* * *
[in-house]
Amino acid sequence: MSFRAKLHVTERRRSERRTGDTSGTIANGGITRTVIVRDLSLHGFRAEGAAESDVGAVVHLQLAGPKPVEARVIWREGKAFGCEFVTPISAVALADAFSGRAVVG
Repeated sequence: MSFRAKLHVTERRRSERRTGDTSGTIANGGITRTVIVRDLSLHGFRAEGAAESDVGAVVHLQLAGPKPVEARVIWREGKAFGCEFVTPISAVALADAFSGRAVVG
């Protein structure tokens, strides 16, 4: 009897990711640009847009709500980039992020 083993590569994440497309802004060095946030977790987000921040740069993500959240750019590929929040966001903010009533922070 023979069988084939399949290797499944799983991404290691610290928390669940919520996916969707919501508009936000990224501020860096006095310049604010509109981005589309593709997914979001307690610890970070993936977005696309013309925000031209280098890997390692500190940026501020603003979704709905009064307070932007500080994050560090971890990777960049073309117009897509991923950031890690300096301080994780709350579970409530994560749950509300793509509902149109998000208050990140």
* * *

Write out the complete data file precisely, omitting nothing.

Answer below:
[in-house]
Amino acid sequence: MSFRAKLHVTERRRSERRTGDTSGTIANGGITRTVIVRDLSLHGFRAEGAAESDVGAVVHLQLAGPKPVEARVIWREGKAFGCEFVTPISAVALADAFSGRAVVG
Repeated sequence: MSFRAKLHVTERRRSERRTGDTSGTIANGGITRTVIVRDLSLHGFRAEGAAESDVGAVVHLQLAGPKPVEARVIWREGKAFGCEFVTPISAVALADAFSGRAVVG
């Protein structure tokens, strides 16, 4: 009897990711640009847009709500980039992020 083993590569994440497309802004060095946030977790987000921040740069993500959240750019590929929040966001903010009533922070 023979069988084939399949290797499944799983991404290691610290928390669940919520996916969707919501508009936000990224501020860096006095310049604010509109981005589309593709997914979001307690610890970070993936977005696309013309925000031209280098890997390692500190940026501020603003979704709905009064307070932007500080994050560090971890990777960049073309117009897509991923950031890690300096301080994780709350579970409530994560749950509300793509509902149109998000208050990140």